Reviews written by registered user
|8 reviews in total|
I agree with whoever said that The Great Race is worthy of a special re-release and restoration! Long over due! I was just watching it (again!) tonight-and I still laughed and cheered just like I did the first time-in the summer of 1965! Yes! This summer marks the 40th anniversary of it's initial U.S. release! Not only has this movie inspired people to go into film (one person I know)-it inspired a cross country antique auto rally called-The Great Race! This year is the 23rd running. Nearly everyone on the race is a fan of the movie-they quote lines to each other from time to time even!A couple of years ago, one of the guys bought the Leslie Special, restored it and showed it along with one of the Hannibal 8s at the finish-Good Grief-that car is gorgeous! You half expected stars to flash from it's head lamps like they did from Tony Curtis's eyes! Everyone-on July first-rent it, buy it, play your copy if you have one-invite friends and give this movie a birthday bash! I know I will!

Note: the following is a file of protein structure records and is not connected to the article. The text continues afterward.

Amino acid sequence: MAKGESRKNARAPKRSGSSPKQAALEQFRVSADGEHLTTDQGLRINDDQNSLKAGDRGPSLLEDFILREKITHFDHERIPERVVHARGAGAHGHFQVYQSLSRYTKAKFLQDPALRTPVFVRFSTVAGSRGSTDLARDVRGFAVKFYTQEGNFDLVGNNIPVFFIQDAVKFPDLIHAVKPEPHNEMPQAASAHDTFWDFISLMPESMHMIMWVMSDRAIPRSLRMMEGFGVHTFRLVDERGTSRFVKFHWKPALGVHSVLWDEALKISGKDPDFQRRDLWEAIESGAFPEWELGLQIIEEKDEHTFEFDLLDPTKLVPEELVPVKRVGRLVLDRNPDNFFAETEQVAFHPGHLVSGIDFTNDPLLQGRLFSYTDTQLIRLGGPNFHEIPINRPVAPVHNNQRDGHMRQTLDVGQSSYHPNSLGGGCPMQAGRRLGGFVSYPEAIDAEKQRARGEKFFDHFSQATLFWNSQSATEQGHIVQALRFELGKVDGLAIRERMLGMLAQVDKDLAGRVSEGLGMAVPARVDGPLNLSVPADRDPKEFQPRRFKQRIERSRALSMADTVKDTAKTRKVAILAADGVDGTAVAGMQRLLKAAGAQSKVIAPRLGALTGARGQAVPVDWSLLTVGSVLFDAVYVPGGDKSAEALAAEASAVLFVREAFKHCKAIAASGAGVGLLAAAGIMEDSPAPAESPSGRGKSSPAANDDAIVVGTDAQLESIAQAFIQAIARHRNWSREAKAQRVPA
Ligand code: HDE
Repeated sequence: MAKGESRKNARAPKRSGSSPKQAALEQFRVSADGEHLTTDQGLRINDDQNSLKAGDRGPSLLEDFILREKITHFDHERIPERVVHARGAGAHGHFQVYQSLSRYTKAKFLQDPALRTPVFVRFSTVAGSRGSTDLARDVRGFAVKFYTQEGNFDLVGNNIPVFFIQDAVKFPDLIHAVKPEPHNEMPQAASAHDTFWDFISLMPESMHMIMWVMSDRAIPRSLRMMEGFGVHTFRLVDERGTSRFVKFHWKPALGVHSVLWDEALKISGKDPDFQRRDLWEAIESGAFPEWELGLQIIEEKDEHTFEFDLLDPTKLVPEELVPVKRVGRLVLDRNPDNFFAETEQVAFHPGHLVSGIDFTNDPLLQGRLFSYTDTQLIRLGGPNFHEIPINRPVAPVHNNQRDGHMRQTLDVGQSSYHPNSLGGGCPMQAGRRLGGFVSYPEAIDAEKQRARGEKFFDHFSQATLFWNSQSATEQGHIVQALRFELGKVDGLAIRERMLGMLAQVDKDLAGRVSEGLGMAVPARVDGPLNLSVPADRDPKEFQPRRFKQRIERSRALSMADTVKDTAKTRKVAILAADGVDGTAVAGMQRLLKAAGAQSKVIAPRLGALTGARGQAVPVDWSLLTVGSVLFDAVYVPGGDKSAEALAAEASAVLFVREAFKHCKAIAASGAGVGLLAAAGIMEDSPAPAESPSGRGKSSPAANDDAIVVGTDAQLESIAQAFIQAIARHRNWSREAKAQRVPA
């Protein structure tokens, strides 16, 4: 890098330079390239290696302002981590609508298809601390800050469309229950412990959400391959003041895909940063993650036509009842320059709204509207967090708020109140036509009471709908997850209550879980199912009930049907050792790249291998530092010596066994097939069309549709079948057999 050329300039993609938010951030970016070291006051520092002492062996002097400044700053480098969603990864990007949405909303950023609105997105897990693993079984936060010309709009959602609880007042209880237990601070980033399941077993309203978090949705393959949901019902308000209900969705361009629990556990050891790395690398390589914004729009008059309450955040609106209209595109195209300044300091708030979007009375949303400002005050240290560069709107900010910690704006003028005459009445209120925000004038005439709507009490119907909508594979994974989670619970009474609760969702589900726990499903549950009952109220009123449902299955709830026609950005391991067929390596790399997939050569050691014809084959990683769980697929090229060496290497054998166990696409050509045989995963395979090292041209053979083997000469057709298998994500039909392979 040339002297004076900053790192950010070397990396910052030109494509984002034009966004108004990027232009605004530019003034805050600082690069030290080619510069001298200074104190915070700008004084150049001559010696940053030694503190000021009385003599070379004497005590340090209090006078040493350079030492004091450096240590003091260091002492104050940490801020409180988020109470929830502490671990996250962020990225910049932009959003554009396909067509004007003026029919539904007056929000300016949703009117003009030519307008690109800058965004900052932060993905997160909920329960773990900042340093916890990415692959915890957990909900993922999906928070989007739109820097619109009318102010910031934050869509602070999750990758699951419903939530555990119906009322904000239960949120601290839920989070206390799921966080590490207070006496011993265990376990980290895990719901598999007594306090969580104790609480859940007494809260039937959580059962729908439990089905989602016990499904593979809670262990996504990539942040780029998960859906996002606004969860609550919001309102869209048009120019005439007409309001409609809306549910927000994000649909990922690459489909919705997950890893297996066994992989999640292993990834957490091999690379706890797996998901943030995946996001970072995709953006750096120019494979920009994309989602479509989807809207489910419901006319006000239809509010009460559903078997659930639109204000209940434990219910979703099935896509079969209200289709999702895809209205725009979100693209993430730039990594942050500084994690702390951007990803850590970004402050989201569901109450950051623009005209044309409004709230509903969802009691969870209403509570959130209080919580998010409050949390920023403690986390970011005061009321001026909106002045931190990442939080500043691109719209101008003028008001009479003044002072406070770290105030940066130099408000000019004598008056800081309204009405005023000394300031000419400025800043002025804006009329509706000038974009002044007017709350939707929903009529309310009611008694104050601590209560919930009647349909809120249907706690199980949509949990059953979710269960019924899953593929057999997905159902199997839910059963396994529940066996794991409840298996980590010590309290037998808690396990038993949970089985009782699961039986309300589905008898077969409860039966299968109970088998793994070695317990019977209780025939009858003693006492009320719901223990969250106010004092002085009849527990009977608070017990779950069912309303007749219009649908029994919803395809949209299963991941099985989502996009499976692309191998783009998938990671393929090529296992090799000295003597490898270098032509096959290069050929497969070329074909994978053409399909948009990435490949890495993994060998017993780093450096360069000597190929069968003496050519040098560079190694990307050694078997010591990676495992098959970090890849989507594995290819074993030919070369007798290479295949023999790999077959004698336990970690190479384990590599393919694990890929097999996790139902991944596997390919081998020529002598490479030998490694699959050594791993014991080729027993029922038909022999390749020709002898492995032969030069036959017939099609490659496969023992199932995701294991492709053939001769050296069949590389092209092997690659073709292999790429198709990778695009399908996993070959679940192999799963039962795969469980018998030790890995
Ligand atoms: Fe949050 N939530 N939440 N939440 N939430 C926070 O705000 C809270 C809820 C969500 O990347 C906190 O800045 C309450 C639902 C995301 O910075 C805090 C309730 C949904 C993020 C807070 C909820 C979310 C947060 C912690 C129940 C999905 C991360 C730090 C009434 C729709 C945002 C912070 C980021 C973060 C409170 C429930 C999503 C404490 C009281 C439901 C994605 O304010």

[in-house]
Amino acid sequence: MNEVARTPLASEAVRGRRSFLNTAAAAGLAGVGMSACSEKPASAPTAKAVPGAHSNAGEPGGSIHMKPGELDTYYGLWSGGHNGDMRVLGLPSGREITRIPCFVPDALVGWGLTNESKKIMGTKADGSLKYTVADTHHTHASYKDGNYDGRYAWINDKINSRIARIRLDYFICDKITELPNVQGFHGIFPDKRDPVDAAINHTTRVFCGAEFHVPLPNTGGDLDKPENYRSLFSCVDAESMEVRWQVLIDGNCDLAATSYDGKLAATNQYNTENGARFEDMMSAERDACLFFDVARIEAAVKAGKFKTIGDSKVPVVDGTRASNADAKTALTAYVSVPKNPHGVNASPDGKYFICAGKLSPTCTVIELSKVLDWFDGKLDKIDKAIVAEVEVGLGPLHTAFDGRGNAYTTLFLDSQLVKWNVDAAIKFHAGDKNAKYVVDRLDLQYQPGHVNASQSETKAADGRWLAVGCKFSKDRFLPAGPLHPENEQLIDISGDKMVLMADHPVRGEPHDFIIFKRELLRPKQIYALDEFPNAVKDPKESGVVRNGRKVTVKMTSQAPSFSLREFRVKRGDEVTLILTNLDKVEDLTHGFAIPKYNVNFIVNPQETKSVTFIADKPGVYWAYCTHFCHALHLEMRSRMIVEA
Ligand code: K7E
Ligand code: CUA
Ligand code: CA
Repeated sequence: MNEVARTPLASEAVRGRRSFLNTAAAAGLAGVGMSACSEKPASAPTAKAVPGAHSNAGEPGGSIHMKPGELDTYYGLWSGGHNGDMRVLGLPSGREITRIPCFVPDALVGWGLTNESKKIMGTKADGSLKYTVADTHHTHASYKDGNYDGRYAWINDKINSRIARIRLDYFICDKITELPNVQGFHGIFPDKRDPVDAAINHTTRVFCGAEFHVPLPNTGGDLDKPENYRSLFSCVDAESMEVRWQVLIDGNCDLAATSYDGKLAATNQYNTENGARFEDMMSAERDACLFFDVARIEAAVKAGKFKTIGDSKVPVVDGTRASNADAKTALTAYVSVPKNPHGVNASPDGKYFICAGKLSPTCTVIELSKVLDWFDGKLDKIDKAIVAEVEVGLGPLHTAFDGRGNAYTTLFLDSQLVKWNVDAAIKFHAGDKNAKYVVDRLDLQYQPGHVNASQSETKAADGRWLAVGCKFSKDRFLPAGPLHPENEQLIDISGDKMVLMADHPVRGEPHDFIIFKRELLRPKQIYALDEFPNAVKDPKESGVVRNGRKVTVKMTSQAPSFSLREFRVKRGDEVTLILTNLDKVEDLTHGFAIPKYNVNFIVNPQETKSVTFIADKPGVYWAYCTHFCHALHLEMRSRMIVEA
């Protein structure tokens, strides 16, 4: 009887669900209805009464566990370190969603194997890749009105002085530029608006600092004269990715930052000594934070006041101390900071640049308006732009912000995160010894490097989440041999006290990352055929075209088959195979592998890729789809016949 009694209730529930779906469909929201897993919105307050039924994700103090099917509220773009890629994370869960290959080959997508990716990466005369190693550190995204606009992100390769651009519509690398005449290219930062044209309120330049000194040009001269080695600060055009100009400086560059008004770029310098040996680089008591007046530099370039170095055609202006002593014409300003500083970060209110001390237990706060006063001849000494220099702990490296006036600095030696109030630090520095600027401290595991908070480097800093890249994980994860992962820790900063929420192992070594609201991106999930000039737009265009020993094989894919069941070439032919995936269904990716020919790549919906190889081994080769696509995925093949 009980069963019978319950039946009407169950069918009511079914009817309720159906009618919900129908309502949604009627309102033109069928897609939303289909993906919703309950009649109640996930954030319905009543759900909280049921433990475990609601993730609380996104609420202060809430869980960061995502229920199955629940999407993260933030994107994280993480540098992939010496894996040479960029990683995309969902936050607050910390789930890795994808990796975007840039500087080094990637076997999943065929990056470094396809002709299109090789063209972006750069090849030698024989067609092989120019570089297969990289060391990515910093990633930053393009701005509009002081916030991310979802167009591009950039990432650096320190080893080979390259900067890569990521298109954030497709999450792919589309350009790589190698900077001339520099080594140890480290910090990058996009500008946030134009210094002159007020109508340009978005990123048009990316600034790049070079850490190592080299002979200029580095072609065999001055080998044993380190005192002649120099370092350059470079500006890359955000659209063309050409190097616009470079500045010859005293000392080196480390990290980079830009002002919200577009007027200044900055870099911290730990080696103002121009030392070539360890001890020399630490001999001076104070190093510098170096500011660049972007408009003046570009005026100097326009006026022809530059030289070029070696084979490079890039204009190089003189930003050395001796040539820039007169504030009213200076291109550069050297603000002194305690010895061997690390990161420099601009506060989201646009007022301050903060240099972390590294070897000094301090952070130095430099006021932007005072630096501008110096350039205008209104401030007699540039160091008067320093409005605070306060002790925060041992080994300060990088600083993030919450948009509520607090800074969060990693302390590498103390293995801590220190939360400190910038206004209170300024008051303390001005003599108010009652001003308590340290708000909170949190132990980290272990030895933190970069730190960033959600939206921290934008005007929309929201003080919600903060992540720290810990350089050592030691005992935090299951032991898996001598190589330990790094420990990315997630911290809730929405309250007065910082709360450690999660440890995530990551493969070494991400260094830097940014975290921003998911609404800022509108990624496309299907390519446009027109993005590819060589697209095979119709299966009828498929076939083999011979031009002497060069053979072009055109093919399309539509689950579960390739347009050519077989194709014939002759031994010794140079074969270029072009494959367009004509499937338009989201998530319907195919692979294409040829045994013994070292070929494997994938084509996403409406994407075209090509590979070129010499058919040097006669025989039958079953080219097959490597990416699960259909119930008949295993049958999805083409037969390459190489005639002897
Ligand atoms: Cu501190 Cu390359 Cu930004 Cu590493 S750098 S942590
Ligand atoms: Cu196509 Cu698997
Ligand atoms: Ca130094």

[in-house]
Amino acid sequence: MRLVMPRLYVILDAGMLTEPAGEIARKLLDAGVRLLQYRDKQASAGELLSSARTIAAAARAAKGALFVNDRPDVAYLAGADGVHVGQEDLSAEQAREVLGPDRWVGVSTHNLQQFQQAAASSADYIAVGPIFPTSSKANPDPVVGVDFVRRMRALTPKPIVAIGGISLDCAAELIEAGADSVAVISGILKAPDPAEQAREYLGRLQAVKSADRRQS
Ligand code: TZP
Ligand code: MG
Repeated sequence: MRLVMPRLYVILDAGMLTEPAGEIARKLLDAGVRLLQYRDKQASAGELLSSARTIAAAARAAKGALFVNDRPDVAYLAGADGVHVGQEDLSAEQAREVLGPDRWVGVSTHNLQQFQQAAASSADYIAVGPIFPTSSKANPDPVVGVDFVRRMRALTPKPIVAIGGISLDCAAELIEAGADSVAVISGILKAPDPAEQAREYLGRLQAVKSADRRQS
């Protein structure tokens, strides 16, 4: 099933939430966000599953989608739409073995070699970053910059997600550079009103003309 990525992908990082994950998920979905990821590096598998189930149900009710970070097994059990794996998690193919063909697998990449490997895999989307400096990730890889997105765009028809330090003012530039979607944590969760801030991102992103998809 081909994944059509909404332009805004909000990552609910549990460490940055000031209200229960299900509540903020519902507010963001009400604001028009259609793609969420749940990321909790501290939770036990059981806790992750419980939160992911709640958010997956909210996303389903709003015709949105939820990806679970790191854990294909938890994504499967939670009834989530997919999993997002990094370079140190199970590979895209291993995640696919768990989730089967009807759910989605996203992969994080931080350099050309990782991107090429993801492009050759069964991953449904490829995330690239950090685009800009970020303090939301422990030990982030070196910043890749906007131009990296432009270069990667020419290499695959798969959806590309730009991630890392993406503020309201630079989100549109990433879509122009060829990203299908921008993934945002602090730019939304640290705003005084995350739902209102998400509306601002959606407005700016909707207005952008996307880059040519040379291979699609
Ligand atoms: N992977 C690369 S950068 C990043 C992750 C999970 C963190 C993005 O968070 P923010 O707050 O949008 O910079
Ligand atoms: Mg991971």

I saw this last night-what a treat! I went with an open mind, being a fan of
the original. In fact, I wasn't going to see it, because I am a fan of the
original. But the previews, the publicity-it all got to
It was good! It was more than good-it was enjoyable. Heck, if it hadn't been a discounted matinee, I would have paid full price! (Something I cannot say about some other recent films...)
Yes, it's not a LBF (Little British Film) even though there are LBCs. No, it's not the same plot-just a few things borrowed from the original and a couple of names carried over. And yes, Mark Wahlberg is not the most charismatic of actors-but, compared to Keanu Reeves-he emotes nicely.
Speaking of Reeves, the last movie I went to see was "The Matrix Reloaded" and I have see several reviews for "The Italian Job" comparing it unfairly with "Reloaded". I think they're entirely different types of movies and how can the two be compared except to say that "The Italian Job" was enjoyable and the audience reacted during it and APPLAUDED at the end, whilst "The Matrix Reloaded" had the double whammy of Mr. Reeves terrible acting and an indecipherable story. THe audience left that one looking stunned and exhausted.